GoSpatial is a command-line interface program for analyzing and manipulating geospatial data. It has been developed using the Go programming language and is compiled to native code. The project is experimental and is intended to provide additional analytical support for the Whitebox Geospatial Analysis Tools open-source GIS software. GoSpatial can however be run completely independent of any other software and is run from a single self-contained executable file. The source code can be accessed from the GitHub repository along with help documentation. GoSpatial is distributed under an open-source MIT License.

GoSpatial screenshot

Why GoSpatial?

GoSpatial hits some niches that I cannot get to with Whitebox GAT. It's small and lightweight. It's also compiled to native code and does not rely on the previous installation of a virtual machine (VM), whereas Whitebox GAT runs on the Java VM. You can easily call GoSpatial functions from a Python or Ruby script, which is something that can be difficult with Whitebox GAT. Whitebox GAT is very much tied to its native raster data format but GoSpatial will happily ingest and write numerous common raster formats including GeoTIFF, Esri (binary and ASCII), GRASS GIS ASCII, Whitebox GAT, SAGA binary, Golden Software ASCII, and IDRISI binary raster formats. This can be a convenient way to export a Whitebox raster to a GeoTIFF. GoSpatial is written using the Go programming language (a.k.a. Golang), which is known for its excellent concurrent programming support. This means that I am more easily able to experiment with parallel versions of geospatial analysis tools than I would be able to in Whitebox GAT. Frankly, learning Go was something that I had wanted to do for a while and GoSpatial provided an excellent excuse to do so.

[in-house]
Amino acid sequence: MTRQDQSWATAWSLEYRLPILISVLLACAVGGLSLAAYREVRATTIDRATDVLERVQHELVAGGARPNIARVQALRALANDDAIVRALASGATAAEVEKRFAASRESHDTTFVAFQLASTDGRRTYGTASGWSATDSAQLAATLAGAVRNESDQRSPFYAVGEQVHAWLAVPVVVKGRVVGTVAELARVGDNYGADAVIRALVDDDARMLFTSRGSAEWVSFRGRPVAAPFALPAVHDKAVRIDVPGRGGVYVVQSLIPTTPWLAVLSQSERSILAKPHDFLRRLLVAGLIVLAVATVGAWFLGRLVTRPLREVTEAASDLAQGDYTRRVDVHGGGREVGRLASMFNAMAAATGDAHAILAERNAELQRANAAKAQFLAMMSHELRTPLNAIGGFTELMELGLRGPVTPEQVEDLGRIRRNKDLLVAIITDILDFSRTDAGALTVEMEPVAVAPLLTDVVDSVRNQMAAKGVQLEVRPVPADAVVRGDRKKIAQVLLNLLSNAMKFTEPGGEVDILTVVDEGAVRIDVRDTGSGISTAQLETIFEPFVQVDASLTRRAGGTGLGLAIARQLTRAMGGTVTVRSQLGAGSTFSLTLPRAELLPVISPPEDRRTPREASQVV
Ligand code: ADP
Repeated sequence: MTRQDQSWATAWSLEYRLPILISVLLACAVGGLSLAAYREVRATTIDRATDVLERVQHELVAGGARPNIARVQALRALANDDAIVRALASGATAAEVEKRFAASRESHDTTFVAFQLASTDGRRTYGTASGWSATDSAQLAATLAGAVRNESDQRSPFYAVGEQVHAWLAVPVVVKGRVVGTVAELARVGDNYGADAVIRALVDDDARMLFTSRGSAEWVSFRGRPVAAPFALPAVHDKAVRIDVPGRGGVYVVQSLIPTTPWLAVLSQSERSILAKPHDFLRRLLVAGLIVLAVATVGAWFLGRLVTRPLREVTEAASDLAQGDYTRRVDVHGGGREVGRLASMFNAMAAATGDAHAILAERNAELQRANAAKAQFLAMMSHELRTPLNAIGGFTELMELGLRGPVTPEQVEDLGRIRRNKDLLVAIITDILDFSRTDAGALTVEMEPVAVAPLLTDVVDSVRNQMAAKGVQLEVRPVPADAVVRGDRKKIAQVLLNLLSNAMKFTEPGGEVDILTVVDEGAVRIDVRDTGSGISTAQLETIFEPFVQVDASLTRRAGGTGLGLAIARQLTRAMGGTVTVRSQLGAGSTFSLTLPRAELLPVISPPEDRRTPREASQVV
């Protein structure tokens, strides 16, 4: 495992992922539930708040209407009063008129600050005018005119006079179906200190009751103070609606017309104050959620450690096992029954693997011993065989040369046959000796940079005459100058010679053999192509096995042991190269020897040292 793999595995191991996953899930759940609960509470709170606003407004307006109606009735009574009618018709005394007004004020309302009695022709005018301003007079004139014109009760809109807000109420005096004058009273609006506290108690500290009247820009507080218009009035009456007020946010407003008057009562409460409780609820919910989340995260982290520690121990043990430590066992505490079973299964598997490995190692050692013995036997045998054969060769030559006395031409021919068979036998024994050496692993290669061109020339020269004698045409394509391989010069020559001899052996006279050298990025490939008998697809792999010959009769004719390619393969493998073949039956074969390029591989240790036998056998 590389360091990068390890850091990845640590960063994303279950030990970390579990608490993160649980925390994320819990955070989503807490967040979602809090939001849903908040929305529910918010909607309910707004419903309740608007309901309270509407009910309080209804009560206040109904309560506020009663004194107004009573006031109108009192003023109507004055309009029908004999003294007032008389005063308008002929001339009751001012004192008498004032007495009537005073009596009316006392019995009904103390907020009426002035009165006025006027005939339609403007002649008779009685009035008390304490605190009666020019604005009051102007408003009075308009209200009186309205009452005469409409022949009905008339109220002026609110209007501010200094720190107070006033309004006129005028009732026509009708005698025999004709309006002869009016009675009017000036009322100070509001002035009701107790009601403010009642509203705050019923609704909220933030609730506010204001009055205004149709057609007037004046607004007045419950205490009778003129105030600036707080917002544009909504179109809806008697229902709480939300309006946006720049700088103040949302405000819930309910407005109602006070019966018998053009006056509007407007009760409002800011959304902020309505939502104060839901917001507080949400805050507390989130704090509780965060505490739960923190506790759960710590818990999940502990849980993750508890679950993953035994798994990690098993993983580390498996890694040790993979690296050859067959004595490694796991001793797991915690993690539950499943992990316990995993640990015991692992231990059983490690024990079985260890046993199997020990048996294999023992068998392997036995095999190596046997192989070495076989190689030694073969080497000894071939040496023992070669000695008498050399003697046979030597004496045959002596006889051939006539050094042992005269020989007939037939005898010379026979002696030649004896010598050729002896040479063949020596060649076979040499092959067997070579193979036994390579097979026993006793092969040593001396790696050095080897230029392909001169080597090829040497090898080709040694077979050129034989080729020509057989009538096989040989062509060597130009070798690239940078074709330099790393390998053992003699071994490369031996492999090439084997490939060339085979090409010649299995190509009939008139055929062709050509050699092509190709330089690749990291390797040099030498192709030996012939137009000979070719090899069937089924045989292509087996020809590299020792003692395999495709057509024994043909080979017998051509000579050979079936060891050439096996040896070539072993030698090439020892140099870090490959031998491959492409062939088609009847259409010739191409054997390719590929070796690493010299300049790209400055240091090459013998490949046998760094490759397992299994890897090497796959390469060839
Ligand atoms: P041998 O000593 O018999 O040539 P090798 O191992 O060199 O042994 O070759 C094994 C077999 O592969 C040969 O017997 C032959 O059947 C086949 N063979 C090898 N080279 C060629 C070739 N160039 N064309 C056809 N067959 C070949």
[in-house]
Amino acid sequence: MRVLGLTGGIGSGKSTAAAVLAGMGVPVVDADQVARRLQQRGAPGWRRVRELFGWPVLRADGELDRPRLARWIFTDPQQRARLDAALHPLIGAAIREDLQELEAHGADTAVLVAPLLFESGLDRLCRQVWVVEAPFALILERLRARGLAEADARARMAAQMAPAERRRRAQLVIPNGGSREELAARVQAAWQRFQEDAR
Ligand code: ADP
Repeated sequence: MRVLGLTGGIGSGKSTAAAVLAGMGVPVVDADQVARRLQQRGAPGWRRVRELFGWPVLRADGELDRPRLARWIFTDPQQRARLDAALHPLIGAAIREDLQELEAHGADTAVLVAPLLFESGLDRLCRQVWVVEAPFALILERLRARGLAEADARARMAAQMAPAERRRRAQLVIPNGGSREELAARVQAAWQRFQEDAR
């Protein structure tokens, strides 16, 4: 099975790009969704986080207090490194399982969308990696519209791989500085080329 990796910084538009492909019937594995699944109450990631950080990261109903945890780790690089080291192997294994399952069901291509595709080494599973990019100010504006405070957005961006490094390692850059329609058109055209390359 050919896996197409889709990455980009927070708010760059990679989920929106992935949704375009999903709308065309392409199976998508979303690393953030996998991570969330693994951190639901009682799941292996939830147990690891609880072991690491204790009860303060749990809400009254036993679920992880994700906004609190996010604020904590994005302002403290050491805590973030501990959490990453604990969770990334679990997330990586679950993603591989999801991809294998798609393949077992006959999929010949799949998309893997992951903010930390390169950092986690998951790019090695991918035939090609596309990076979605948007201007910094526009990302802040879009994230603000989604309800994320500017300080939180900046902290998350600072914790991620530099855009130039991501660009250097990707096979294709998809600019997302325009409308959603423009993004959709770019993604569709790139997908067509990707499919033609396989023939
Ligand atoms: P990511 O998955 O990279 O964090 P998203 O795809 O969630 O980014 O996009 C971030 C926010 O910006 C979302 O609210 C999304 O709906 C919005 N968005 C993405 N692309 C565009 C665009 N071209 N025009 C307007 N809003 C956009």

GoSpatial will never replace Whitebox GAT, which will continue to be the main focus of my future development efforts. I think that GoSpatial has the potential to compliment Whitebox in ways that will improve both software packages.

Download GoSpatial (v.

  • MacOS 64-bit (1.3 MB zipped)
  • Windows 64-bit (1.4 MB zipped)
  • Windows 32-bit (1.3 MB zipped)
  • Linux 64-bit (1.3 MB zipped)
  • Linux 32-bit (1.2 MB zipped)

Do you want to cite GoSpatial in your work?

The following paper uses the GoSpatial Library and describes it briefly:

Lindsay JB. 2016. Efficient hybrid breaching-filling sink removal methods for flow path enforcement in digital elevation models. Hydrological Processes, 30(6): 846–857. DOI: 10.1002/hyp.10648

Hexagonal tessellation

Contact Information

Dr. John Lindsay
Rm. 346 Hutt Building
Department Geography
University of Guelph
50 Stone Rd. East
Guelph, ON, Canada, N1G 2W1

Phone: 519-824-4120 ext. 56074